“If they want access to U.S. markets and U.S. workers, they really have to ‘greenfield’ the investment here,” he said.
Critics’ national security objections seem exaggerated. The U.S. military each year needs just 3 percent of total domestic steel production, according to the Pentagon. Compared with decades ago, modern combat systems use less steel and more of other materials, such as titanium, aluminum and composites, according to Josh Spoores, steel industry analyst for CRU Group in Pittsburgh.
The Defense Department does not buy anything directly from U.S. Steel. The company said some customers that have both defense and commercial businesses might use its raw steel in military hardware.
“U.S. Steel’s manufacturing technologies and processes are not designed specifically for the production of steel with military applications, nor does U.S. Steel have any products, capability, or know-how that is specific to any U.S. government applications, including U.S. military applications,” the company said.
In 2022, Biden issued an executive order requiring CFIUS to take into account a transaction’s impact upon the resilience of U.S. supply chains – a concern that mushroomed after the pandemic and the outbreak of the war in Ukraine.
In recent years, CFIUS reviews of deals involving Chinese buyers have become especially controversial. But Japan is a U.S. treaty ally; if the country were attacked, the United States would be obligated to defend it. Nippon Steel already holds stakes in eight U.S. steel companies, which employ about 4,000 Americans.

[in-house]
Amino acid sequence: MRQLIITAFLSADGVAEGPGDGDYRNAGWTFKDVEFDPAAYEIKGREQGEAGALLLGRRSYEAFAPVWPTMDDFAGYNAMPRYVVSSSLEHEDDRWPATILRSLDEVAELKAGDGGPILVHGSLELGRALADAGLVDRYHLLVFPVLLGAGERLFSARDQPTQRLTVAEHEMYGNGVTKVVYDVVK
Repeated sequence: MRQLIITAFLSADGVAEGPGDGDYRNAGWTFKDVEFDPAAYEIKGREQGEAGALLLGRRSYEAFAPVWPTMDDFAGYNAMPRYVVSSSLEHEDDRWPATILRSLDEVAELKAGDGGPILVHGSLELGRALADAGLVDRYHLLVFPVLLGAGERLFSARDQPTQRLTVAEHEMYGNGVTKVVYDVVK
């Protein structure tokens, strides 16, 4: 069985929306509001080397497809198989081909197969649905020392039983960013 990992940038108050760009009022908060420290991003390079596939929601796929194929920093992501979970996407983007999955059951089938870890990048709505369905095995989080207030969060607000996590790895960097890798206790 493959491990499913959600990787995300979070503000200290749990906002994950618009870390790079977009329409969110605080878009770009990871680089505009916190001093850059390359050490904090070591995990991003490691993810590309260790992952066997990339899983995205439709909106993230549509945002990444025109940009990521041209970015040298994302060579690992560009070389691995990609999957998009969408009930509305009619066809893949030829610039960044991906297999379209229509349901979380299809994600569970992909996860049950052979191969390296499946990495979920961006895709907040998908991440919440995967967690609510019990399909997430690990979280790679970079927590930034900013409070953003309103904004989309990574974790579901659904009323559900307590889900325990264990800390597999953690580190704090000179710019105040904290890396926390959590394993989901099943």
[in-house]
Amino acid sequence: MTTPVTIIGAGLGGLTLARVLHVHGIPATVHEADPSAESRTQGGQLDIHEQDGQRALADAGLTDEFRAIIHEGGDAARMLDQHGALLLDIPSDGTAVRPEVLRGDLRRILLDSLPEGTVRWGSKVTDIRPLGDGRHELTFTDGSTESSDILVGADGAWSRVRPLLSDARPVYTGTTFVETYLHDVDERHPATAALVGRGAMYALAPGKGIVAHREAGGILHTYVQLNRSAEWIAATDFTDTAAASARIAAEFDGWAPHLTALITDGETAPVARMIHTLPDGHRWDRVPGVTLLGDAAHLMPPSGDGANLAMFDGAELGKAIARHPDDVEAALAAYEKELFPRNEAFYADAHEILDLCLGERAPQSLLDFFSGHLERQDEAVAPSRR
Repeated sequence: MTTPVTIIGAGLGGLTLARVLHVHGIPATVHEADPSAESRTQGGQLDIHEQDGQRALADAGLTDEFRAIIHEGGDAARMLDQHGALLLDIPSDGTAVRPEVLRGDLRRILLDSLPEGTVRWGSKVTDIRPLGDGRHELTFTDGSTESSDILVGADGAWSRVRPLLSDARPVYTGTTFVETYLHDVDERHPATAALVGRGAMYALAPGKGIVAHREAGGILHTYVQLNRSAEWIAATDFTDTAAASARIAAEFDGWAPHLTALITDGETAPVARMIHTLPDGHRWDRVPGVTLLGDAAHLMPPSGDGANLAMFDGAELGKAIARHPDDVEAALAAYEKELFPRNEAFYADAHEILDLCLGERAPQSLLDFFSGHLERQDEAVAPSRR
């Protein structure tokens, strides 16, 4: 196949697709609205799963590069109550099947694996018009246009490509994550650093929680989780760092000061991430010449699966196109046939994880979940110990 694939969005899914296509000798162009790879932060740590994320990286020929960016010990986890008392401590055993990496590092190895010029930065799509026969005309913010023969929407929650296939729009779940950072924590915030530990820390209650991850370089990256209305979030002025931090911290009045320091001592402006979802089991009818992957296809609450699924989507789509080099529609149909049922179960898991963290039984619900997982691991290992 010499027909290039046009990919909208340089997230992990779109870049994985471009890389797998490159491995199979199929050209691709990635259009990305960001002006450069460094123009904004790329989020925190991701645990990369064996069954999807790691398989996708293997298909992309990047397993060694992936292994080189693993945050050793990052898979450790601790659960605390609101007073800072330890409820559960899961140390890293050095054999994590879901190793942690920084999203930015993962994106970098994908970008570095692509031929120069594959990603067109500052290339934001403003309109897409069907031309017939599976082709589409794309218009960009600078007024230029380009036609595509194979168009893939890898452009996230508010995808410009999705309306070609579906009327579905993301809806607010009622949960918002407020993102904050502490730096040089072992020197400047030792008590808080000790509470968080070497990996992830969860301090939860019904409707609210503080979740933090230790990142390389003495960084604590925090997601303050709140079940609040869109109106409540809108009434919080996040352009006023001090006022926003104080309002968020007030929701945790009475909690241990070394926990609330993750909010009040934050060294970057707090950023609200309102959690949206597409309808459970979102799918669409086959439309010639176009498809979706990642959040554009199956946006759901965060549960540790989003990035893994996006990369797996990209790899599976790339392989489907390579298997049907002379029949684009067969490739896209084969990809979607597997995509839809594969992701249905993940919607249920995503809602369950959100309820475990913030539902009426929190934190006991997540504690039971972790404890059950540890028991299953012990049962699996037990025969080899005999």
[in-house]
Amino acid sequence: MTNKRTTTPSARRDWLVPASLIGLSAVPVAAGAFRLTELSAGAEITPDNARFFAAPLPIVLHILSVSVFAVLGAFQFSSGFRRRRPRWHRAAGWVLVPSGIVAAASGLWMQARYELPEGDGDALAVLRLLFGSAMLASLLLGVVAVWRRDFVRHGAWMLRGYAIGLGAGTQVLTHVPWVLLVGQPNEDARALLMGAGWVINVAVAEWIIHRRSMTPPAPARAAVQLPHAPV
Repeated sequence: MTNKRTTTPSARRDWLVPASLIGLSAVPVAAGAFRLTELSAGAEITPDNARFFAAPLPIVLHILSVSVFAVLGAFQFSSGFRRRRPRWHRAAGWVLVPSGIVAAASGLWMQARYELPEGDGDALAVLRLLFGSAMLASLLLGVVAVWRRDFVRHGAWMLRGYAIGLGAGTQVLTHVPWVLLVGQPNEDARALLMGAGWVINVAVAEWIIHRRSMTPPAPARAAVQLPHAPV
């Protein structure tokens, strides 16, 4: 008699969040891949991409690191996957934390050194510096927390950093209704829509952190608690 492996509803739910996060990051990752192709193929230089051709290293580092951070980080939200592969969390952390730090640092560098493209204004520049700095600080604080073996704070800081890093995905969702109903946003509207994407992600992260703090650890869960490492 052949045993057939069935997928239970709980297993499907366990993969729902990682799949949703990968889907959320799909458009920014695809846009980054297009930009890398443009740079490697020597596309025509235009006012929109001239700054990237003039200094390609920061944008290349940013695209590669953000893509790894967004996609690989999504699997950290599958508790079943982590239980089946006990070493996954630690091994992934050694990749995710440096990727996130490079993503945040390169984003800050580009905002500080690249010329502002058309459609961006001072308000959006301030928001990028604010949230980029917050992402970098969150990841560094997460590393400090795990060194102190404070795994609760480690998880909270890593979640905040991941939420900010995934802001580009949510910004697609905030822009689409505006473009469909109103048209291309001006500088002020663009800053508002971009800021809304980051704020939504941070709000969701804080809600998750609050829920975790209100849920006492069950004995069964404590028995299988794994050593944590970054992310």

“From a purely legal, national security perspective, it’s a deal that should get through,” said John Ingrassia, a partner at Proskauer, a New York-based law firm. “I see no reason it shouldn’t get resolved before the election.”
The Treasury-led committee will conduct its deliberations after receiving a classified assessment from the U.S. intelligence community. If the committee identifies specific concerns, it can draft a “mitigation agreement” requiring the buyer to take specific actions.
Nippon Steel executives have met with several lawmakers in an effort to ease their concerns. In those meetings, the executives promised that U.S. Steel will remain in Pittsburgh operating under its existing name, and that they are committed to the steelworkers’ collective bargaining agreement. No layoffs of salaried or union workers are in the offing, according to the person familiar with the situation.
The Japanese steelmaker, which operates 11 blast furnaces, expects to improve the efficiency of U.S. Steel’s furnaces while also reducing their carbon footprint, the person said.
But for now, both buyer and seller are hoping the CFIUS review will ultimately drown out “the political noise” surrounding the deal, said a second person familiar with the matter. “We’re going to trust in the process,” the person said.